In 2015, a 69-year-old psychology professor from San Diego, Tom Patterson, became sick with severe abdominal pain, fever, and vomiting while vacationing in Egypt. His condition worsened, and he was medevacked to Frankfurt, Germany, where doctors found a collection of fluid around his pancreas, called a pseudocyst. The fluid was drained and tests showed it to be infected with a resistant strain of Acinetobacter baumanii, a deadly type of bacteria particularly problematic in the Middle East. He went into septic shock and fell into a coma. The bacteria was resistant to all antibiotics.
Patterson’s wife, Steffanie Strathdee, a professor of global health at the University of California, San Diego medical school, searched for alternatives to antibiotics and found bacteriophages. Phages are the most prevalent bioforms (i.e. biologically active nanoparticles) on the planet and are the natural foes of bacteria. Bacterial immune systems evolved to defend against phages. But phages developed countermeasures, meaning that phage evolution can overcome bacterial resistance.
Together with the chief of infectious diseases at UCSD, Strathdee reached out to phage researchers at a variety of institutions in academia, government, and industry to find a phage treatment for his infection. The US Food and Drug Administration (FDA) provided emergency approval for experimental intravenous and intra-abdominal-cavity treatments. The phage cocktail crafted to attack the professor’s infection needed several adjustments, but after three days of treatment in the intensive care unit at Thornton Hospital, part of UC San Diego Health, he woke from his coma. Patterson was eventually cured, returning to good health. Descriptions of the successful phage therapy case are available in the TED talk “How Sewage Saved My Husband’s Life” and in a UCSD news release. The case was also published in an academic journal.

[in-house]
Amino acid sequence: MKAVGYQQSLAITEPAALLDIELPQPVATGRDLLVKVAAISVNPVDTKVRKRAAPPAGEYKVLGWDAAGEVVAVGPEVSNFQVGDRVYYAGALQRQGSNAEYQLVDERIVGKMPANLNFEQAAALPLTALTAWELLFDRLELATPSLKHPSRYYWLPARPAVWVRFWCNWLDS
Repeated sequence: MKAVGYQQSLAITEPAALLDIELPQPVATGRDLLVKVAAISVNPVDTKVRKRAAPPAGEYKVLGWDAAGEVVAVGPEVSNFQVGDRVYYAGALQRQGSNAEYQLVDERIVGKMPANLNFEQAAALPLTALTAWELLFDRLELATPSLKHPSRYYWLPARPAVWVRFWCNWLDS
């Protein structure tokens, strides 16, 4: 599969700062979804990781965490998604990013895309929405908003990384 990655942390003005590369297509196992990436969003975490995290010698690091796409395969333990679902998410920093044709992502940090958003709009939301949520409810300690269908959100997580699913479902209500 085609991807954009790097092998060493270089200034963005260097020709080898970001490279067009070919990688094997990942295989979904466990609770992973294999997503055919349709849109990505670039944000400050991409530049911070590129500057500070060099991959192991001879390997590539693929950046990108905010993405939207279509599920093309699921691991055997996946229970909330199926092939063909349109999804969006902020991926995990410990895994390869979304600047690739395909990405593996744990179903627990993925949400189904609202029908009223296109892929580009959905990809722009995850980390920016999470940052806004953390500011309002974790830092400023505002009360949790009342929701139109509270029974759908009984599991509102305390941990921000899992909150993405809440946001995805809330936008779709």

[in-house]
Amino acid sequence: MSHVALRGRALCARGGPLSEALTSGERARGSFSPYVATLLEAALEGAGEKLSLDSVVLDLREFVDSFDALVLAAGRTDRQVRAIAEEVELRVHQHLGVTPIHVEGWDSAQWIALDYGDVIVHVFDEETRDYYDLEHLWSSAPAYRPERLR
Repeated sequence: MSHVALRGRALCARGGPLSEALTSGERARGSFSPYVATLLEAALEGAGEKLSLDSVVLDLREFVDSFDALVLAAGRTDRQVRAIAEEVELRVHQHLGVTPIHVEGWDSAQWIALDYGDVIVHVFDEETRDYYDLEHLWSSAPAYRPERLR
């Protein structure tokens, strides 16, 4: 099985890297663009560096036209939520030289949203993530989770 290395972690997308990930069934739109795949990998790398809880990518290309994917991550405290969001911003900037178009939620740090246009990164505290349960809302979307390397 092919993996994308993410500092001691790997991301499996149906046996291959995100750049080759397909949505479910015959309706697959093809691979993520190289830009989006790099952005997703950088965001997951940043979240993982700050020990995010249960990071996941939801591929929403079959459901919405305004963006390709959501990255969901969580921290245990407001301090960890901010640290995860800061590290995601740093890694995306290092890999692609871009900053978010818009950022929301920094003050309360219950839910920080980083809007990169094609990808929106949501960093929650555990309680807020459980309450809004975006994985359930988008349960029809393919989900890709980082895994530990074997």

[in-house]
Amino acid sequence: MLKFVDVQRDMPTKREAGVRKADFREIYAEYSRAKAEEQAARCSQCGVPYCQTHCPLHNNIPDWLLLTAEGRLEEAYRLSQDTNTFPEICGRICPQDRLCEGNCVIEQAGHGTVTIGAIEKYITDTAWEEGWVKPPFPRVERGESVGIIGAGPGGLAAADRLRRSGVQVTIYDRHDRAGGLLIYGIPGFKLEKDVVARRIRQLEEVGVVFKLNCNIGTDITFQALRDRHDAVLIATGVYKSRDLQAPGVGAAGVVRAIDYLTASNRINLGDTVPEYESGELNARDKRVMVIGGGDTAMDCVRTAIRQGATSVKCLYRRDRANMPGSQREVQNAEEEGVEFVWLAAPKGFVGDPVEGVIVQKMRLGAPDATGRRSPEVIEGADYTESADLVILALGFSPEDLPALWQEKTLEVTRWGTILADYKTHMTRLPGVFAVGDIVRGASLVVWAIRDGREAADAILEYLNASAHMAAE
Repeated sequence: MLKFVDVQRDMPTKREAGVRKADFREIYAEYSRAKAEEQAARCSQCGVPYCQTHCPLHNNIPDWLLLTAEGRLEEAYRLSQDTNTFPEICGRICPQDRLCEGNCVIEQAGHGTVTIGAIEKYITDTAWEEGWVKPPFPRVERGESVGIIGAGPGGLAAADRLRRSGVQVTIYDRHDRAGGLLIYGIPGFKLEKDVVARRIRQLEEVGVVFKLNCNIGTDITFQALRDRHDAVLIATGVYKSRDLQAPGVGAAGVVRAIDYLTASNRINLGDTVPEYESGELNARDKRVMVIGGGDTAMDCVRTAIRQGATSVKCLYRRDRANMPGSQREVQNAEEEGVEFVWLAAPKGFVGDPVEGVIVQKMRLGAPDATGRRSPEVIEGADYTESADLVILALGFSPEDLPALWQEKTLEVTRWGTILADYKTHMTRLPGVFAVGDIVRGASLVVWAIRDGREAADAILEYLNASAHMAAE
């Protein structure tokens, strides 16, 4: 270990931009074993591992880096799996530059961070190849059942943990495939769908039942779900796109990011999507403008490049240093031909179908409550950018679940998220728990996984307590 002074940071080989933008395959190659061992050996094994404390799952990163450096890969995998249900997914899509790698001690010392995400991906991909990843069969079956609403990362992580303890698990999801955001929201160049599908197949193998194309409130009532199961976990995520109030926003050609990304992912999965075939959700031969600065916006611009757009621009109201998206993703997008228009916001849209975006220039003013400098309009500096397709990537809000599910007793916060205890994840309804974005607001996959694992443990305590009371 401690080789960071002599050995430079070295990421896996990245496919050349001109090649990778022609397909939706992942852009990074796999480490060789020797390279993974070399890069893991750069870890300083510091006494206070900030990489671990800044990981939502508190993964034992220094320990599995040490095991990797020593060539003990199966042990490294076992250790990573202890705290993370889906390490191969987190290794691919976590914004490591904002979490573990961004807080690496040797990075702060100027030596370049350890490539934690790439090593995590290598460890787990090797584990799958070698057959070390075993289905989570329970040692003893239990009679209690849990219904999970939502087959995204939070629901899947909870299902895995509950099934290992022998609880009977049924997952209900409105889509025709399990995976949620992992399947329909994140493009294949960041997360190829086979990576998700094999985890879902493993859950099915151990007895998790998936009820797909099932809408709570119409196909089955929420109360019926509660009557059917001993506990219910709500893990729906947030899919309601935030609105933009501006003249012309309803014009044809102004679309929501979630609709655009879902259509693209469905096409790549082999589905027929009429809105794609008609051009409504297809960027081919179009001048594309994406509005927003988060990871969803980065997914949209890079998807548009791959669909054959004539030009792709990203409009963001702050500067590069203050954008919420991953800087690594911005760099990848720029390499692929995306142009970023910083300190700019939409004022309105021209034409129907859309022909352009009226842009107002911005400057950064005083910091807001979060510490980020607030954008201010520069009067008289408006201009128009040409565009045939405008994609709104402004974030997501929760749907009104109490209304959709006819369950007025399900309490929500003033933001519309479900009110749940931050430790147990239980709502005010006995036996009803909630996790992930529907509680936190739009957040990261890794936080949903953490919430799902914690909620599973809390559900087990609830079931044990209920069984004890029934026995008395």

The Patterson case was so revolutionary that UC San Diego established North America’s first bacteriophage therapy center. In addition, the FDA held a two-day workshop discussing the scientific and regulatory issues surrounding phage therapy.
In 2012, I wrote about bacteriophage therapy as one possible solution to worsening antimicrobial resistance, a major threat to human and animal health. Much has happened since then to highlight the antibacterial potential of phages, but unfortunately, minimal federal support and lack of pharmaceutical industry interest have hindered the research and development needed to make widespread bacteriophage therapy (aka “phage therapy”) a reality.
We should take advantage of phages’ evolutionary antibacterial capabilities and make them work for us.
Needed: research funding for phage therapy. In the early 20th century, there was interest in phages in the United States and Western Europe, but that interest vanished when antibiotics—highly effective and easier to use than phages—became available in clinical settings. Phages are highly specific and must be precisely matched to the bacteria they’re meant to destroy; this means the offending bacteria must be identified before doctors implement phage therapy. This feature has its plusses and minuses. While it makes phage therapy harder to use, the need to identify the target bacterium also mandates a level of precision that doesn’t exist with antibiotics. We might consider antibiotics a form of “sloppy” medicine, because they kill bacteria indiscriminately.
As researchers learn more about the importance of the human microbiome in health and disease, they are learning that the microbes that live in and on humans are as important to health and well-being as any organ. Alterations in the microbiome—such as what happens with antibiotic therapy—have been linked with a number of ailments, including autoimmune diseases, obesity, allergies, asthma, and some cancers.